________________ CM . . . . Volume XXIII Number 19. . . .January 27, 2017


Pablo Finds a Treasure.

Andrée Poulin. Illustrated by Isabelle Malenfant.
Toronto, ON: Annick Press, 2016.
32 pp., pbk., hc., epub & pdf, $11.95 (pbk.), $21.95 (hc.).
ISBN 978-1-55451-866-1 (pbk.), ISBN 978-1-55451-867-8 (hc.), ISBN 978-1-55451-868-5 (epub), ISBN 978-1-55451-869-2 (pdf).

Grades 1-4 / Ages 6-9.

Review by Tamara Opar.

*** /4



Pablo digs up a battered book from beneath a pile of old rags.

“Sophia, I found a treasure!”

His sister makes a face.

“Pfttt! That’s not a treasure! It won’t even buy us three tortillas.”

Pablo looks carefully at the illustrations. He wishes he knew what the story was about. He tells his sister, “I’d like to learn to read.”

Sophia shrugs. “What for? Reading won’t fill your stomach!”


The sad reality of the life of Sophia and her younger brother Pablo is that they live in poverty. In the excerpt above, we see that Sophia recognizes the hopelessness in which they live in and, therefore, she commits to working attentively in gathering recyclables on Treasure Mountain for her mother to sell at the market. Pablo, on the other hand, is not as discontented by poverty as is his sister, and he is less applied in his task of searching for items that his family needs to survive. He still holds hope that life will fulfill his wishes, including learning to read and finding a special treasure that could better his and Sophia`s life.

     The unforgiving reality of the children is described vividly and realistically with respect to the filthy and dangerous conditions in which they toil while sorting through garbage searching for useful objects that can be sold, used or even eaten. The priorities of the children are survival and keeping their treasures safe from the bully, Filthy-Face, who makes their lives even more difficult by stealing from them. Pablo’s resilient personality allows him a little justice at the expense of the bully by managing to save his most valued find of the day, a golden chain. The dark grey illustrations, drawn in heavy strokes, add to the dismal atmosphere in which children live. However, the illustrations brighten, and colour is added when the children daydream about what they would like to buy.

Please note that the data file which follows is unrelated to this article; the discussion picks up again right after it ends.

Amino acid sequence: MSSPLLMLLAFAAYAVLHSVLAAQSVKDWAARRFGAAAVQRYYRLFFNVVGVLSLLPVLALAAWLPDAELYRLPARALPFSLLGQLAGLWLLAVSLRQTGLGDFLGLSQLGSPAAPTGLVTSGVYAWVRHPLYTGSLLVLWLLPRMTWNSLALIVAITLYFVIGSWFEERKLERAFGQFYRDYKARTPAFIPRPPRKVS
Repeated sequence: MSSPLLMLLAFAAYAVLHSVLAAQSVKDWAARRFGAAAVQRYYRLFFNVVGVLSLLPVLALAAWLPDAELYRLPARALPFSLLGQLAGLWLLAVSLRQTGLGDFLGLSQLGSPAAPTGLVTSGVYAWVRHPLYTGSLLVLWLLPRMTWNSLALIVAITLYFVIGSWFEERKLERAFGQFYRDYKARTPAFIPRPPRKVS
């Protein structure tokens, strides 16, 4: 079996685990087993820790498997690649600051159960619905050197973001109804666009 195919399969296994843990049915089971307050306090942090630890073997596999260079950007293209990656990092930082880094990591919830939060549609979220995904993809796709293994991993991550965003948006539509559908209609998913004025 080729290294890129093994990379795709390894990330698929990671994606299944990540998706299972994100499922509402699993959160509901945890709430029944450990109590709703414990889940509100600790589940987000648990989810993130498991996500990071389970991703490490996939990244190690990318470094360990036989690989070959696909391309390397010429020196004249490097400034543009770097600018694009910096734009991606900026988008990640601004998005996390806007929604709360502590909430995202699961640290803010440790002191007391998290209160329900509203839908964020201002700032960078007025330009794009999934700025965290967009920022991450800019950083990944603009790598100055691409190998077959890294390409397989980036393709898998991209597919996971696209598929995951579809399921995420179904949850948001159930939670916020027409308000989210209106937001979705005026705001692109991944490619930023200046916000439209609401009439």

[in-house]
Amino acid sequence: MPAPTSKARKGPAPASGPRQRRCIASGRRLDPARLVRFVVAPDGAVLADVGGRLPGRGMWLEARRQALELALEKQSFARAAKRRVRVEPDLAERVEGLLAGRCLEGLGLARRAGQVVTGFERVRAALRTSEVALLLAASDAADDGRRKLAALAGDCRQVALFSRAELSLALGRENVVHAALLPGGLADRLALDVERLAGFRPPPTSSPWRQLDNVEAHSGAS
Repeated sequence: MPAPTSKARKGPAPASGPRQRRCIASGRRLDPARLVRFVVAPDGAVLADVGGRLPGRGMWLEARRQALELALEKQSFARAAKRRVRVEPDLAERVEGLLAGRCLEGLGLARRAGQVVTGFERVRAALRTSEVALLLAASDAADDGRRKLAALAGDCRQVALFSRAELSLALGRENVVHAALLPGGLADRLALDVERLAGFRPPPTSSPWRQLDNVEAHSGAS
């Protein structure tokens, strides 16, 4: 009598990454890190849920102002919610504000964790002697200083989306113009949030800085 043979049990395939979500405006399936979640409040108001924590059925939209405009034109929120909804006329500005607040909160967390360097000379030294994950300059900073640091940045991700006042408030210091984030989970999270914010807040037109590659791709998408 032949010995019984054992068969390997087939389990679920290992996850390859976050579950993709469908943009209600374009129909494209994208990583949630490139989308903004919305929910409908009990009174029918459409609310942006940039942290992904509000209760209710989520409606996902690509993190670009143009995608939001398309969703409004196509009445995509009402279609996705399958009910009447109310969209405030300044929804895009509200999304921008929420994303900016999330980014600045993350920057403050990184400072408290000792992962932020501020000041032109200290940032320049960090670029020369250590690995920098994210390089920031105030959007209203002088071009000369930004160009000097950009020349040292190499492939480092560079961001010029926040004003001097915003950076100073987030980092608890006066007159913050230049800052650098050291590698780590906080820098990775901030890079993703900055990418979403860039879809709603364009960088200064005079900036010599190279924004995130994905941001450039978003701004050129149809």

Pablo Finds a Treasure is a good story to introduce children to the theme of child labour in developing countries where a child must contribute to the family income by working rather than attending school. The theme of children`s rights can also be applied to the conversation.


Tamara Opar is Section Head of Children’s and Teen Services at Millennium Library in Winnipeg, MB.

To comment on this title or this review, send mail to cm@umanitoba.ca.

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